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EU inflation slightly below expectations in March but still at a record high

Eurozone inflation rose to a record high, although March figure was slightly below expectations, mainly driven by surge in cost of energy that lifted prices in other sectors, contributing to increased price pressures.

Monthly inflation rose to 2.4% in March from 0.9% in February and slightly missed 2.5% forecast while annualized consumer price index surged to 7.4% from 5.9% previous month and vs expected 7.5% rise.

Strong rise in March reflects the initial impact of the war in Ukraine, which started late February and economists expect figures in coming months to worsen, due to rising uncertainty over the reverse impact on sanctions imposed on Russia, as commodity prices soared.

An initial negative signal reflecting the effects of the war in Ukraine was seen on Wednesday’s release of producer prices data in Germany, EU’s largest economy, which rose 30.9% on year in March from 25.9% in February and beating expectations for increase of 28.2%.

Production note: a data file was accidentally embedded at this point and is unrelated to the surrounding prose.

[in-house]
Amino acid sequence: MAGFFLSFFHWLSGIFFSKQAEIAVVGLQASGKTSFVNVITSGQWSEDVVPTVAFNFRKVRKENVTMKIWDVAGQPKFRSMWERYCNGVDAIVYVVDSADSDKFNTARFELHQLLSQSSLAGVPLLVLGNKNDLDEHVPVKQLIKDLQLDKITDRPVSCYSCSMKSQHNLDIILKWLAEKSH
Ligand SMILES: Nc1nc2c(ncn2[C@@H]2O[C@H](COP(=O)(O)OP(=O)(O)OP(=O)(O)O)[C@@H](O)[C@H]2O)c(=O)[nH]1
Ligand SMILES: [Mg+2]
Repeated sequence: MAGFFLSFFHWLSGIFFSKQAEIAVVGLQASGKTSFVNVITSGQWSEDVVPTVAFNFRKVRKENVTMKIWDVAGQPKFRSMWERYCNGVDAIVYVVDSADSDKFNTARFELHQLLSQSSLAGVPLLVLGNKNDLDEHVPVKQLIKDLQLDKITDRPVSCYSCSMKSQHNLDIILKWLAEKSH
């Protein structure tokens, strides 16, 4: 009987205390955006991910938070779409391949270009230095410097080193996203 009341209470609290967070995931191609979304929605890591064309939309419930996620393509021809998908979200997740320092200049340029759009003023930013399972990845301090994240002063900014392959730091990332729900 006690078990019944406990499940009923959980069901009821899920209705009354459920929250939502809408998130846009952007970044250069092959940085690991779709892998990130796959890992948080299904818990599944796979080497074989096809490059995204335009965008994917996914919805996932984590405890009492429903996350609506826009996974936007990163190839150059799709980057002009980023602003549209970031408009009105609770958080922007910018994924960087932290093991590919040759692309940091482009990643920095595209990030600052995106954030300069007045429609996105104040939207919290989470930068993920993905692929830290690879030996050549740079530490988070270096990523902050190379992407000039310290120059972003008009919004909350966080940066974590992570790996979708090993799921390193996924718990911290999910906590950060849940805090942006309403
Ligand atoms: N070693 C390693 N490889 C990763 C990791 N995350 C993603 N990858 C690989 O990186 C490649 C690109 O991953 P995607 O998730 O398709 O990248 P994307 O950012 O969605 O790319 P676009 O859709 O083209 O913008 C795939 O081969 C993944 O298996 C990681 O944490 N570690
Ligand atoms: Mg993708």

The main driver of the increase was surge in natural gas prices which were higher by 144.8% compared to the same period last year, adding to overall increase in energy prices by 83.8% from March.

The European Union’s statistics office said that the main contributor to surging EU inflation in March was strong rise of energy prices, which contributed by 4.36%, as energy prices were 44.4% higher from March 2021, followed by 1.112% rise in services and 1.07% from food, alcohol and tobacco.

However, the inflation figure without these volatile components was up 2.9% y/y from 2.7% previous month, remaining well above ECB’s target.

The European Central Bank kept its monetary policy unchanged at the meeting earlier this month, defending its decision to refrain starting to tighten the policy, by strong warning from growing uncertainty over the economic impact from the war, but said it would be tightening policy by ending its asset purchase scheme later this year that would open way for rate hikes.